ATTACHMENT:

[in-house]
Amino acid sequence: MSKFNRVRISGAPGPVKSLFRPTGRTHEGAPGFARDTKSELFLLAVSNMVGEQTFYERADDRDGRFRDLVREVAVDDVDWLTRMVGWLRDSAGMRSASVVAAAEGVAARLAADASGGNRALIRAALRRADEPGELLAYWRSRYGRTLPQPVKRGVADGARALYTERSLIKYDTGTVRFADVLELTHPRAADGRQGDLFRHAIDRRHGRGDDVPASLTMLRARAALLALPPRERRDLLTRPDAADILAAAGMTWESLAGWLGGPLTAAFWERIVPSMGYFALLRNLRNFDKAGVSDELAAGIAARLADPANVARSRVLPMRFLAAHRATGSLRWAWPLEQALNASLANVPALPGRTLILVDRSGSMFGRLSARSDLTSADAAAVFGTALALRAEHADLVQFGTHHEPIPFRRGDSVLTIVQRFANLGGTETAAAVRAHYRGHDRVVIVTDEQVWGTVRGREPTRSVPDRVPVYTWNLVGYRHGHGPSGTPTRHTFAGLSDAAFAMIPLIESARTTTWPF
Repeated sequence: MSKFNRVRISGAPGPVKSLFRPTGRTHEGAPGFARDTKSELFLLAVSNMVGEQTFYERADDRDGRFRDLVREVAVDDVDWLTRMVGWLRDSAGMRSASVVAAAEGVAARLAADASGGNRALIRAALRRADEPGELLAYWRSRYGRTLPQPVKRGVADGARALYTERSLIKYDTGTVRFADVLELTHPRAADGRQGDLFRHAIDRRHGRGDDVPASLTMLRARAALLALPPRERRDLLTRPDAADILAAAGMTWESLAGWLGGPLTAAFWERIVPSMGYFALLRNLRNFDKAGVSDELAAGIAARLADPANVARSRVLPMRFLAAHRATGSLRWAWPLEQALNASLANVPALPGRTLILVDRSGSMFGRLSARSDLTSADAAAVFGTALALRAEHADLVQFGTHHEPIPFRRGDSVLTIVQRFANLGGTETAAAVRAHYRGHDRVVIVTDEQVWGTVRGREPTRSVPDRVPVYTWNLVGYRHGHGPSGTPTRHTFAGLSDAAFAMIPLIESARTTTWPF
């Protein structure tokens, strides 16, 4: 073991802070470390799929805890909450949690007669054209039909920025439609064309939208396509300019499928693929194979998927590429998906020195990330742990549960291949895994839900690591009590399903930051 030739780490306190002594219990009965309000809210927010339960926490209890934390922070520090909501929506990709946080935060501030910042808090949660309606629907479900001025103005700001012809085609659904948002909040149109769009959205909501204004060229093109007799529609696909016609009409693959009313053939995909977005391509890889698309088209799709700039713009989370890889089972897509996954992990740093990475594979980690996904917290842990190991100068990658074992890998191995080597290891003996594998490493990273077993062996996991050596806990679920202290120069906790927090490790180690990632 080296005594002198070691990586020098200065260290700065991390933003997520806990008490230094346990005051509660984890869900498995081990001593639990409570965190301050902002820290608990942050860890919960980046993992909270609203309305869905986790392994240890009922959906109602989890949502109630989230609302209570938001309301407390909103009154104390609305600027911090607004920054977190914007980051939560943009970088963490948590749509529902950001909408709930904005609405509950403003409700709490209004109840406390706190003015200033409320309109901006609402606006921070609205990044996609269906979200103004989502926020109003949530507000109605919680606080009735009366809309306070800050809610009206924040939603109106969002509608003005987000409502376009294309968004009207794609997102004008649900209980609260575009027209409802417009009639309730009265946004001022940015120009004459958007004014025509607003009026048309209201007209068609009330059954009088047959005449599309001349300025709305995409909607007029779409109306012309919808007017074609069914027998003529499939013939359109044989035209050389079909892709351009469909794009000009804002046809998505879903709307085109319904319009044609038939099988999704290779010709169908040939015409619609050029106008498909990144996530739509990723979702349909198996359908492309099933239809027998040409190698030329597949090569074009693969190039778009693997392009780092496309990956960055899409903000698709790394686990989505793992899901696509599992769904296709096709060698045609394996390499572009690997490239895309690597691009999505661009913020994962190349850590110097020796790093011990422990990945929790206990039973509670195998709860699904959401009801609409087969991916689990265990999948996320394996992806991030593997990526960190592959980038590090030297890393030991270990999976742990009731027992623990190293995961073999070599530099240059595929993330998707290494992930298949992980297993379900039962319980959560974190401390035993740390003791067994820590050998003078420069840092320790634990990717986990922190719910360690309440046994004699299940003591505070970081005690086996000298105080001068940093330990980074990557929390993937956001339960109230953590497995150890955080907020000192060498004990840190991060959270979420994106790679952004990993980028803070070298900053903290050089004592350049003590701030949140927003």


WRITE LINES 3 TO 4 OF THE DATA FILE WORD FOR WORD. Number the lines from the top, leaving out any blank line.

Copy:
Repeated sequence: MSKFNRVRISGAPGPVKSLFRPTGRTHEGAPGFARDTKSELFLLAVSNMVGEQTFYERADDRDGRFRDLVREVAVDDVDWLTRMVGWLRDSAGMRSASVVAAAEGVAARLAADASGGNRALIRAALRRADEPGELLAYWRSRYGRTLPQPVKRGVADGARALYTERSLIKYDTGTVRFADVLELTHPRAADGRQGDLFRHAIDRRHGRGDDVPASLTMLRARAALLALPPRERRDLLTRPDAADILAAAGMTWESLAGWLGGPLTAAFWERIVPSMGYFALLRNLRNFDKAGVSDELAAGIAARLADPANVARSRVLPMRFLAAHRATGSLRWAWPLEQALNASLANVPALPGRTLILVDRSGSMFGRLSARSDLTSADAAAVFGTALALRAEHADLVQFGTHHEPIPFRRGDSVLTIVQRFANLGGTETAAAVRAHYRGHDRVVIVTDEQVWGTVRGREPTRSVPDRVPVYTWNLVGYRHGHGPSGTPTRHTFAGLSDAAFAMIPLIESARTTTWPF
């Protein structure tokens, strides 16, 4: 073991802070470390799929805890909450949690007669054209039909920025439609064309939208396509300019499928693929194979998927590429998906020195990330742990549960291949895994839900690591009590399903930051 030739780490306190002594219990009965309000809210927010339960926490209890934390922070520090909501929506990709946080935060501030910042808090949660309606629907479900001025103005700001012809085609659904948002909040149109769009959205909501204004060229093109007799529609696909016609009409693959009313053939995909977005391509890889698309088209799709700039713009989370890889089972897509996954992990740093990475594979980690996904917290842990190991100068990658074992890998191995080597290891003996594998490493990273077993062996996991050596806990679920202290120069906790927090490790180690990632 080296005594002198070691990586020098200065260290700065991390933003997520806990008490230094346990005051509660984890869900498995081990001593639990409570965190301050902002820290608990942050860890919960980046993992909270609203309305869905986790392994240890009922959906109602989890949502109630989230609302209570938001309301407390909103009154104390609305600027911090607004920054977190914007980051939560943009970088963490948590749509529902950001909408709930904005609405509950403003409700709490209004109840406390706190003015200033409320309109901006609402606006921070609205990044996609269906979200103004989502926020109003949530507000109605919680606080009735009366809309306070800050809610009206924040939603109106969002509608003005987000409502376009294309968004009207794609997102004008649900209980609260575009027209409802417009009639309730009265946004001022940015120009004459958007004014025509607003009026048309209201007209068609009330059954009088047959005449599309001349300025709305995409909607007029779409109306012309919808007017074609069914027998003529499939013939359109044989035209050389079909892709351009469909794009000009804002046809998505879903709307085109319904319009044609038939099988999704290779010709169908040939015409619609050029106008498909990144996530739509990723979702349909198996359908492309099933239809027998040409190698030329597949090569074009693969190039778009693997392009780092496309990956960055899409903000698709790394686990989505793992899901696509599992769904296709096709060698045609394996390499572009690997490239895309690597691009999505661009913020994962190349850590110097020796790093011990422990990945929790206990039973509670195998709860699904959401009801609409087969991916689990265990999948996320394996992806991030593997990526960190592959980038590090030297890393030991270990999976742990009731027992623990190293995961073999070599530099240059595929993330998707290494992930298949992980297993379900039962319980959560974190401390035993740390003791067994820590050998003078420069840092320790634990990717986990922190719910360690309440046994004699299940003591505070970081005690086996000298105080001068940093330990980074990557929390993937956001339960109230953590497995150890955080907020000192060498004990840190991060959270979420994106790679952004990993980028803070070298900053903290050089004592350049003590701030949140927003």